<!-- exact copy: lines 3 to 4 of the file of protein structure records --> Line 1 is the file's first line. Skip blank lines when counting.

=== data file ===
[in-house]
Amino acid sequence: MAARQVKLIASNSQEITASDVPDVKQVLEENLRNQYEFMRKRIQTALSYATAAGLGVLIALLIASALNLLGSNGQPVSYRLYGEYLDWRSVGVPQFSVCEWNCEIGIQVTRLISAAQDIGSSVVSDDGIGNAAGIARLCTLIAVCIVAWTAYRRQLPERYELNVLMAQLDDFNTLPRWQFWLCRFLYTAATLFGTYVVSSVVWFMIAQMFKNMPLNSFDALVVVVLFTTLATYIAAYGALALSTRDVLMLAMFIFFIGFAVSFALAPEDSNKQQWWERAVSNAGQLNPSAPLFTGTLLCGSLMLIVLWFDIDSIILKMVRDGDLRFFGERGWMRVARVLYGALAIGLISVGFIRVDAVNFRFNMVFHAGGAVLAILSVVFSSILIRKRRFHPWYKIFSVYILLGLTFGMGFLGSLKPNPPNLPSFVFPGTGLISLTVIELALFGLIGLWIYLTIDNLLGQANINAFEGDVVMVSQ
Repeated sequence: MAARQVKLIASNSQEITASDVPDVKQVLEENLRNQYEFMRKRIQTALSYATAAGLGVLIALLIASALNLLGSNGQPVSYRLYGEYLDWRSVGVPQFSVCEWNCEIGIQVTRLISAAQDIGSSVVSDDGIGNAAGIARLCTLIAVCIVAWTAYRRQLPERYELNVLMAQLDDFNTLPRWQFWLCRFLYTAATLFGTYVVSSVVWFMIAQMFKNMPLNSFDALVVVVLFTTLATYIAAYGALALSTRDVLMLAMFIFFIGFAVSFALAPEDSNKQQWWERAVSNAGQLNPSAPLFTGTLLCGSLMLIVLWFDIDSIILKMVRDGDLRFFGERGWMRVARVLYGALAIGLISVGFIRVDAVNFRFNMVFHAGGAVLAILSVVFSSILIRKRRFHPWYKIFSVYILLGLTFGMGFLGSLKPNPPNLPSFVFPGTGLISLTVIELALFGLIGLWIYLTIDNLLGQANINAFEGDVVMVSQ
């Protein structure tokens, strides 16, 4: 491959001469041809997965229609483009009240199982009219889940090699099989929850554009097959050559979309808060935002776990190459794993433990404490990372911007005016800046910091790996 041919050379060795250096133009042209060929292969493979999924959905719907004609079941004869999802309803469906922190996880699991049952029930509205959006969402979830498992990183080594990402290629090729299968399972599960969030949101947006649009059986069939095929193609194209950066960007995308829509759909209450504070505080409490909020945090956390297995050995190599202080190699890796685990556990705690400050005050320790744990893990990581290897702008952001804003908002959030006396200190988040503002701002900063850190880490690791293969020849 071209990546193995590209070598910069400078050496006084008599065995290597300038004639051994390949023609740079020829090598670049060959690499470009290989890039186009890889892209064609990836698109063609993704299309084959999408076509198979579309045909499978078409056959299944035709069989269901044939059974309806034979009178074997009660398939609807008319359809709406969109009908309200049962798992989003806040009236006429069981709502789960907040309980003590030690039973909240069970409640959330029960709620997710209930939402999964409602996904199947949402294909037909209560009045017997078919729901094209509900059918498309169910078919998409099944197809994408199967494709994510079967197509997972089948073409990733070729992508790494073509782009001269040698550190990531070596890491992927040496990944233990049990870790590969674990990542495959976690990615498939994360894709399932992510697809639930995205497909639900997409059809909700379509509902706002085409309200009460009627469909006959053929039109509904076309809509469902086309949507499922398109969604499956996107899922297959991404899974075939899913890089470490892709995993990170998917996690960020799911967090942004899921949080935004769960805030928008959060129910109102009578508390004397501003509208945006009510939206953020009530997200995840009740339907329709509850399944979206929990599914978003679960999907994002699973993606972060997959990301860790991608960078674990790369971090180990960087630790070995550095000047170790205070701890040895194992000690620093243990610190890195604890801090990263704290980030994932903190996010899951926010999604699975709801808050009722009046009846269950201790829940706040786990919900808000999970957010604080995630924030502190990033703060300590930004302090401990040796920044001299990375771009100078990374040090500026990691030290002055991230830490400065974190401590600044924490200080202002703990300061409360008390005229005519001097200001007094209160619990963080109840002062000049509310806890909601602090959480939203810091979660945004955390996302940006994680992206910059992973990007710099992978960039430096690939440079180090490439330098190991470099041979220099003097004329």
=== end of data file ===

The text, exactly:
Repeated sequence: MAARQVKLIASNSQEITASDVPDVKQVLEENLRNQYEFMRKRIQTALSYATAAGLGVLIALLIASALNLLGSNGQPVSYRLYGEYLDWRSVGVPQFSVCEWNCEIGIQVTRLISAAQDIGSSVVSDDGIGNAAGIARLCTLIAVCIVAWTAYRRQLPERYELNVLMAQLDDFNTLPRWQFWLCRFLYTAATLFGTYVVSSVVWFMIAQMFKNMPLNSFDALVVVVLFTTLATYIAAYGALALSTRDVLMLAMFIFFIGFAVSFALAPEDSNKQQWWERAVSNAGQLNPSAPLFTGTLLCGSLMLIVLWFDIDSIILKMVRDGDLRFFGERGWMRVARVLYGALAIGLISVGFIRVDAVNFRFNMVFHAGGAVLAILSVVFSSILIRKRRFHPWYKIFSVYILLGLTFGMGFLGSLKPNPPNLPSFVFPGTGLISLTVIELALFGLIGLWIYLTIDNLLGQANINAFEGDVVMVSQ
């Protein structure tokens, strides 16, 4: 491959001469041809997965229609483009009240199982009219889940090699099989929850554009097959050559979309808060935002776990190459794993433990404490990372911007005016800046910091790996 041919050379060795250096133009042209060929292969493979999924959905719907004609079941004869999802309803469906922190996880699991049952029930509205959006969402979830498992990183080594990402290629090729299968399972599960969030949101947006649009059986069939095929193609194209950066960007995308829509759909209450504070505080409490909020945090956390297995050995190599202080190699890796685990556990705690400050005050320790744990893990990581290897702008952001804003908002959030006396200190988040503002701002900063850190880490690791293969020849 071209990546193995590209070598910069400078050496006084008599065995290597300038004639051994390949023609740079020829090598670049060959690499470009290989890039186009890889892209064609990836698109063609993704299309084959999408076509198979579309045909499978078409056959299944035709069989269901044939059974309806034979009178074997009660398939609807008319359809709406969109009908309200049962798992989003806040009236006429069981709502789960907040309980003590030690039973909240069970409640959330029960709620997710209930939402999964409602996904199947949402294909037909209560009045017997078919729901094209509900059918498309169910078919998409099944197809994408199967494709994510079967197509997972089948073409990733070729992508790494073509782009001269040698550190990531070596890491992927040496990944233990049990870790590969674990990542495959976690990615498939994360894709399932992510697809639930995205497909639900997409059809909700379509509902706002085409309200009460009627469909006959053929039109509904076309809509469902086309949507499922398109969604499956996107899922297959991404899974075939899913890089470490892709995993990170998917996690960020799911967090942004899921949080935004769960805030928008959060129910109102009578508390004397501003509208945006009510939206953020009530997200995840009740339907329709509850399944979206929990599914978003679960999907994002699973993606972060997959990301860790991608960078674990790369971090180990960087630790070995550095000047170790205070701890040895194992000690620093243990610190890195604890801090990263704290980030994932903190996010899951926010999604699975709801808050009722009046009846269950201790829940706040786990919900808000999970957010604080995630924030502190990033703060300590930004302090401990040796920044001299990375771009100078990374040090500026990691030290002055991230830490400065974190401590600044924490200080202002703990300061409360008390005229005519001097200001007094209160619990963080109840002062000049509310806890909601602090959480939203810091979660945004955390996302940006994680992206910059992973990007710099992978960039430096690939440079180090490439330098190991470099041979220099003097004329």